As part of what some see as the 'War Against Dissent', a decision by
Canadian immigration officials on the political asylum application of US
soldier and war-resister Jeremy Hinzman was made March 25th, his application
denied. But was that decision based solely upon the merits of his claim, or
rather upon what has been perceived as the current sway of so-called
'realpolitik', effectively denying Americans the right to asylum, regardless
of their claim's legitimacy. And there have been legitimate cases.
Whereas once Americans could flee to Canada or Europe if their nonviolent
politics had prompted 'problems', the safety net exile once afforded is in
serious danger of disintegrating. Even in America, sometimes extraordinary
events can occur, life-threatening events, and mainstream European media did
a good job of highlighting one late-1990's incident in particular.
In light of the Iraq War's alleged 'illegality', a number of international
law experts have been reported as perceiving the validity of Hinzman's
claim. But another US asylum case exists, the one European media
highlighted, and it is one with a basis in both torture and attempted
murder, not war.
That case also met 'problems', doing so despite national and international
It was June 2001 when the UK's 'Guardian' headlined, "European Parliament
committee urges Swedes to rethink". What the Swedes were supposed to
"rethink" was an application for political asylum, one that was my own.
While now a freelance journalist, once I was a successful businessman and
political figure, had a net worth of about $1 million, and also wrote US
police accountability laws. My scope was national; I lived in Connecticut.
The police accountability work received a fair amount of publicity, and one
of America's top-fifty papers, the 'Hartford Courant', even editorialized
supporting my efforts, printing "Consider a statewide review board" in
January 1997. That editorial followed a police accountability hearing I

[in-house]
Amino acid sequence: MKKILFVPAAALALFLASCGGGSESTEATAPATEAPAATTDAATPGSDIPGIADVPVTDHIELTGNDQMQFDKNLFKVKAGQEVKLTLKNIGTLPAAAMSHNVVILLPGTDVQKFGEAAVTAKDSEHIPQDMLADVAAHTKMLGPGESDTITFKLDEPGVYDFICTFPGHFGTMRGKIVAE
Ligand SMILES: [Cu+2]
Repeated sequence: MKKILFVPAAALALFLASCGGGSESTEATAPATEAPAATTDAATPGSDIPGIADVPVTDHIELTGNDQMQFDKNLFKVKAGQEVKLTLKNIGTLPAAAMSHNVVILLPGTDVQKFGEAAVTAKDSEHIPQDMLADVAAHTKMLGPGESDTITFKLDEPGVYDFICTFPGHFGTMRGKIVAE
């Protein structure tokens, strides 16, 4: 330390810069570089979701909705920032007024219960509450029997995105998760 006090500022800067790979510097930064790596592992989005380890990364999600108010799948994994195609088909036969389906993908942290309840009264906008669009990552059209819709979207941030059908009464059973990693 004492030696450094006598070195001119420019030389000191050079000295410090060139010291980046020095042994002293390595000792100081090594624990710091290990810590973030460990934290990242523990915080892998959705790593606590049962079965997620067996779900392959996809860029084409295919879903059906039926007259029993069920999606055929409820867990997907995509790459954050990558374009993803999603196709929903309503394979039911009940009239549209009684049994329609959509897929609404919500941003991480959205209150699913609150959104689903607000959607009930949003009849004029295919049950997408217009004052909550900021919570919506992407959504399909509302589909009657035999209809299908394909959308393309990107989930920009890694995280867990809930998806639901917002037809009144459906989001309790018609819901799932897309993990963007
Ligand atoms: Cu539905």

chaired in Connecticut's legislature the prior month.
Most police were not among my supporters.
It is a matter of record that I was shot at, had the steering purposefully
unscrewed on my car, had my home and offices destroyed, and was attacked
multiple times daily with items such as MACE and pepper spray. A victim of
rogue officers, I endured attempted murder and torture.
Friends urged me to flee while I could, and on July 3, 1997, I boarded a
flight for Sweden, seeking political asylum.
My asylum application was summarily rejected that September, the grounds
being that the US is an internationally recognized democracy with a just
legal system. Expulsion from Sweden was ordered, forcing me underground
where I exist still.
In February 1998, Reuters reported that a Swedish immigration spokesman
explained the country's decision by saying, "it was by individual police and
not authorized by police authorities". Though both Sweden's official
decisions and spokesperson acknowledged the violence I endured, it was
decided my persecution simply didn't count.
The European Parliament differed, noting the Geneva Conventions on refugees
did as well.
Amnesty International's Swedish section later wrote that Sweden's decision
went against Swedish law. Off the record, an immigration official told me
the matter was simply one of politics and its expedients, what some refer to
as the 'politicization of justice'.
Swedish "rethinking" of my circumstances never occurred.
Underground, life is 'harsh'. I have little money, no free meals or
lodging, no medical care, just the constant threat of being discovered.
Having no official identity or work permit, my life and future are pretty
grim. But in some ways I'm lucky.
It was early April 1997 when I spoke with another non-violent activist, Emma
Jones. She was distraught, telling me, "they're (rogue police) after my
children, they're after my children!". On 14 April, her son was shot to
death by an officer claiming that he had tried to run him down with his
In July 2003, a Connecticut jury awarded Jones $2.5 million for her son's
'wrongful death'. And the threat of death did accompany being a police
accountability activist in Connecticut, in fact, I received an anonymous
phone call saying only "you're a dead man", before the caller disconnected.
Another activist's similar plight was reported by the 'Courant', the
headline reading, "Colchester officers accused of death plot", detailing how
the officers' 'paid informant' revealed that he had been approached to
pursue the alleged killing. The officers were never charged, though they
later resigned their positions.
Following the destruction of my home, I tried to flee within the US, finding
myself attacked wherever I went. A private detective wrote how my car was
mysteriously emitting electronic tracking signals, allowing me to be
I introduced my legislation to lawmakers in a number of US states, working
towards a Congressional police accountability hearing. But though the media
hailed my efforts, I was sometimes attacked over twenty times in a day. It
was 'fun' for my assailants; on occasion, there was even laughter - that's
how 'funny' torture is for some.
The Geneva Conventions were created following what many consider the world's
worst refugee crisis - the effects of Fascism and W.W.II. Today, as many
progressives increasingly draw parallels to the nightmares of that period,
perhaps it's worth recalling how so many good people once made such tragic
errors, and the cost.
Ritt Goldstein can be reached at firstname.lastname@example.org
© 2005 Ritt Goldstein